Detroit police involvement in accidental shooting death of 7-year-old girl must lead to changes
By Dean I Weitzman, Esq. on May 26th, 2010
Police departments across the nation can learn lessons from this tragedy
There’s no argument to the idea that police officers obviously have incredibly difficult, complex jobs.
They have to deal in the pressure of the moment with unpredictable, dangerous and violent suspects who commit crimes. Sometimes, they can’t instantly recognize who the bad guys are and who the good guys are. Every day, they also have to deal with people who have been victimized by crimes, providing aid and support in times of huge emotion and need. There is no such thing as a routine day in the life of a police officer.
It is a demanding job. It can be a thankless job.
It can also be a tragic job.
Two weeks ago in Detroit, Aiyana Stanley-Jones, a 7-year-old girl who was sleeping on a couch inside her family’s apartment was accidentally shot by a Detroit police officer during an early-morning police raid. The police believed a homicide suspect was inside, according to a story in The Detroit News. An officer’s gun accidentally fired a bullet while he was involved in some kind of physical altercation with a woman inside the apartment, police said.
But there was more to the tragedy.
The police officers reportedly used a “flash bomb grenade” as they raided the apartment, with the idea of surprising the suspect they sought, according to a story in The New York Times. And they also were accompanied on the raid by a television film crew from the A&E Network series, “The First 48,” which details police investigations within the first 48 hours of a homicide case.
Both of these factors might have played key roles in the girl’s tragic death.
First, the use of the flash bomb grenade can cause added commotion and confusion during an event already as confusing and difficult as an arrest raid, according to a story in The Detroit Free Press. Maybe that’s a useful tactic sometimes, but is it truly appropriate in an apartment or home where a family with children might live?
The presence of the TV film crew is also disturbing in this case. Officers are already pumped up by adrenaline as they do their jobs in making what could be a challenging arrest. The officers were seeking a suspect who had just killed a 17-year-old boy. So then they had to also have the added adrenaline rush of a TV crew filming their every action during the already stressful process? Could the presence of the film crew have caused the cops to use the flash bomb grenade that morning for added visual effect?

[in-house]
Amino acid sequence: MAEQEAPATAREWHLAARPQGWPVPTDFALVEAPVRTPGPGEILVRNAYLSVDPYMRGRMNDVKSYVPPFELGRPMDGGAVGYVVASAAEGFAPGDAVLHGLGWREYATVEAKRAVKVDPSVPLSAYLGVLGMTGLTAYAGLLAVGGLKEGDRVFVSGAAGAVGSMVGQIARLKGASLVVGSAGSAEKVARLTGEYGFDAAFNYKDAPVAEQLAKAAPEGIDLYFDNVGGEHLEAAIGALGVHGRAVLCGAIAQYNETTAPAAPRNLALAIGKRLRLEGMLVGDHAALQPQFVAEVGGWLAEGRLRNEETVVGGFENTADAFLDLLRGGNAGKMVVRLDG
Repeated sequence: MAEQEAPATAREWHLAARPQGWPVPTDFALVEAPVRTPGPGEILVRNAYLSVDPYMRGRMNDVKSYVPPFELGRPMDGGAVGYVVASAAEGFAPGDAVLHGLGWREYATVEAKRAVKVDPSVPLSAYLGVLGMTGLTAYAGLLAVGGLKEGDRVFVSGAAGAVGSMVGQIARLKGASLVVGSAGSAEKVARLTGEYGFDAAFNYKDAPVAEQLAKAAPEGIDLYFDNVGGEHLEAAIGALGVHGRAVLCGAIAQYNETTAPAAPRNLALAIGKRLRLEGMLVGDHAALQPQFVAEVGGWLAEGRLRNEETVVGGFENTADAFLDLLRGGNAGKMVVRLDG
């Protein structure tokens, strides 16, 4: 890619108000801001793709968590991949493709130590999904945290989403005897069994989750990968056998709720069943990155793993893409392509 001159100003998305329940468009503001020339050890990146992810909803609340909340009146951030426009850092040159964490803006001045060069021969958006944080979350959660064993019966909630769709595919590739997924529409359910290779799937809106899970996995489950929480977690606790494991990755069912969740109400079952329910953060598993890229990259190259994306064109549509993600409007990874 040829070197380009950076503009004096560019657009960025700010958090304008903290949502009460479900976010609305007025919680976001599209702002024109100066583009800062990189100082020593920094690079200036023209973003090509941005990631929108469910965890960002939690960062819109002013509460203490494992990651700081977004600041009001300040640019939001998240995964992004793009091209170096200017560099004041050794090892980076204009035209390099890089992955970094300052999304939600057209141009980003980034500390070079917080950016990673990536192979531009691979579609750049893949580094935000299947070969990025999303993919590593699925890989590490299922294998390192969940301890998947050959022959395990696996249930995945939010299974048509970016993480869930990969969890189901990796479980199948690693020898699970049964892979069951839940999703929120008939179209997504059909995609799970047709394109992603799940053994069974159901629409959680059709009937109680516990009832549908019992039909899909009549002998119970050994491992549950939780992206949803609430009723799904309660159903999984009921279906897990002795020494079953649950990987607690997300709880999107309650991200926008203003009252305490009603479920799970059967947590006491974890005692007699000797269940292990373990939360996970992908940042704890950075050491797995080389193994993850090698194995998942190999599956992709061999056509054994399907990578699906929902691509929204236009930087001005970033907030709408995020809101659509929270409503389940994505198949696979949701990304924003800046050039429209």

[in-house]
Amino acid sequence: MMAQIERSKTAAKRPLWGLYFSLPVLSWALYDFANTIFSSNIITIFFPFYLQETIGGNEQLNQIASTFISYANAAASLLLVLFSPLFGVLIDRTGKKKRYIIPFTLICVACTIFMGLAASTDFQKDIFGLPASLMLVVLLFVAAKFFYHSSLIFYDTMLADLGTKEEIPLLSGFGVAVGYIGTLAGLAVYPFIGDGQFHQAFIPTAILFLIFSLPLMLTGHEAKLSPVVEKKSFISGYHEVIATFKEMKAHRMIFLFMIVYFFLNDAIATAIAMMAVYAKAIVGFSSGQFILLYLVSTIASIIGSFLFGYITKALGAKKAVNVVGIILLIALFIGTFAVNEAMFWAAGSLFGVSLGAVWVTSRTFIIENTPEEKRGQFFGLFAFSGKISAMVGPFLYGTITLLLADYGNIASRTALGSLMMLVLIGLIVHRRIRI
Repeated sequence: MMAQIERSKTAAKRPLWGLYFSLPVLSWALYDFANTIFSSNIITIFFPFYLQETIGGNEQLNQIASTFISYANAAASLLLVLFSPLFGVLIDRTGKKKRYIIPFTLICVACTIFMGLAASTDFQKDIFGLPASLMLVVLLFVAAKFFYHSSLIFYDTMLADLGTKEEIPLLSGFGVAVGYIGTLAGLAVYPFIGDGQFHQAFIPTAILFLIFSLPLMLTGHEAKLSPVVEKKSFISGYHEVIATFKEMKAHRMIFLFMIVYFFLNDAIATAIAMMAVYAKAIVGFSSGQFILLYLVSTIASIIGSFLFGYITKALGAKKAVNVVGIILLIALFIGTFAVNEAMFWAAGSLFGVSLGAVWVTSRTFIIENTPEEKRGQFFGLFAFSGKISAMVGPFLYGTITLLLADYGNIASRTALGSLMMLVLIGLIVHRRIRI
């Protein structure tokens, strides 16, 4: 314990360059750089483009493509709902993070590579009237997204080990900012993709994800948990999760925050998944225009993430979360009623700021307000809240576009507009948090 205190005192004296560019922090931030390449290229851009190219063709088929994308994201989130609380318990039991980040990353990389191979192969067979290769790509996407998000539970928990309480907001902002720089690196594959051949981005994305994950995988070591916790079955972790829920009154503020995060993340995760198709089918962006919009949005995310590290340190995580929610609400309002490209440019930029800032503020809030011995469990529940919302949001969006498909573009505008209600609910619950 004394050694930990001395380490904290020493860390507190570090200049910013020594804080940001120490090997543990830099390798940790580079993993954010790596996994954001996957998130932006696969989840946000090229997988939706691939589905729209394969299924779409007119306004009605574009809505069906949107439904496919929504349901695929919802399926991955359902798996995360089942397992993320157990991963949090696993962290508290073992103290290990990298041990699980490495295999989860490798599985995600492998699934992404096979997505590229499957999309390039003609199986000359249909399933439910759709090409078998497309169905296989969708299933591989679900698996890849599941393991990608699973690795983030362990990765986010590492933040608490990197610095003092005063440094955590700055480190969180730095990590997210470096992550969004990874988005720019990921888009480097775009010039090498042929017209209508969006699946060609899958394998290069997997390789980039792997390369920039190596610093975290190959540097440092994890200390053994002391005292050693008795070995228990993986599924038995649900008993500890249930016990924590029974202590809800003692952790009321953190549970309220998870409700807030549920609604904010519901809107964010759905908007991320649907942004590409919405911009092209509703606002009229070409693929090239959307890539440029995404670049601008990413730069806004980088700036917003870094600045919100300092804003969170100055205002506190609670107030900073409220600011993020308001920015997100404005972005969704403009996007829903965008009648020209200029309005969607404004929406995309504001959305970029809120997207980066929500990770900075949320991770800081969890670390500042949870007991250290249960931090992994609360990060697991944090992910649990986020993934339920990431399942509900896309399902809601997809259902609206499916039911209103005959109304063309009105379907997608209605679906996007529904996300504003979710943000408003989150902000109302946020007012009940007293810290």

On its face, the TV crew’s participation in the raid seems incredibly ridiculous. Is it possible that the presence of the TV crew affected the officers involved and contributed to the high emotions that were present as the raid progressed and the accidental shooting occurred? It’s as though the cops weren’t pumped up enough. No, there had to be a film crew there, too, to pump them up even more, perhaps leading to a shooting accident like the one that happened that horrible morning.
The shooting remains under investigation, which is being conducted by an outside law enforcement agency – The Michigan State Police, according to a story on the Web site, MLive.com. The involvement of an outside department is the right thing to do.
Lawsuits are already being filed on behalf of the girl’s family. And while the police will certainly be a target of those legal actions for liability due to the death of this young girl, the TV network and its show should also be held liable. For the sake of profit, TV ratings and self-aggrandizement, the network and the show helped create a situation where they escalated the possibility of mistakes by the police officers on the scene that morning in Detroit.
In the meantime, there are some key lessons to be learned from this incident that should be required study subjects for police departments across the U.S.
Police departments and their officers have to realize that yes, they are there to protect the public. But they also must realize that they are there to serve the public, and that means taking extra care in pursuing suspects when ordinary citizens can be injured or endangered. Heavy-handed police tactics against ordinary citizens, even when police are in pursuit of suspects, are not always acceptable or reasonable.
In addition, the idea that police officers should be trailed by TV crews as they do their dangerous jobs may sound like great television, but it’s poor public policy and can do far more harm than good. It simply makes a highly-unstable situation even more unstable.
To his credit, Detroit Mayor Dave Bing this week banned future TV crew tag-alongs with Detroit police officers during raids, according to a story on Mlive.com. Similar policies banning film crews on dangerous police calls should be enacted by police agencies everywhere.
Police officers understand that they never know exactly what they’ll face when they respond to an emergency call, but the onus is on them – they need to be ready for anything, even if that is just a 7-year-old girl who is sleeping on a couch. They have a hard job, yes, but they need to do it very carefully so that innocent people are not victimized as police pursue the bad guys.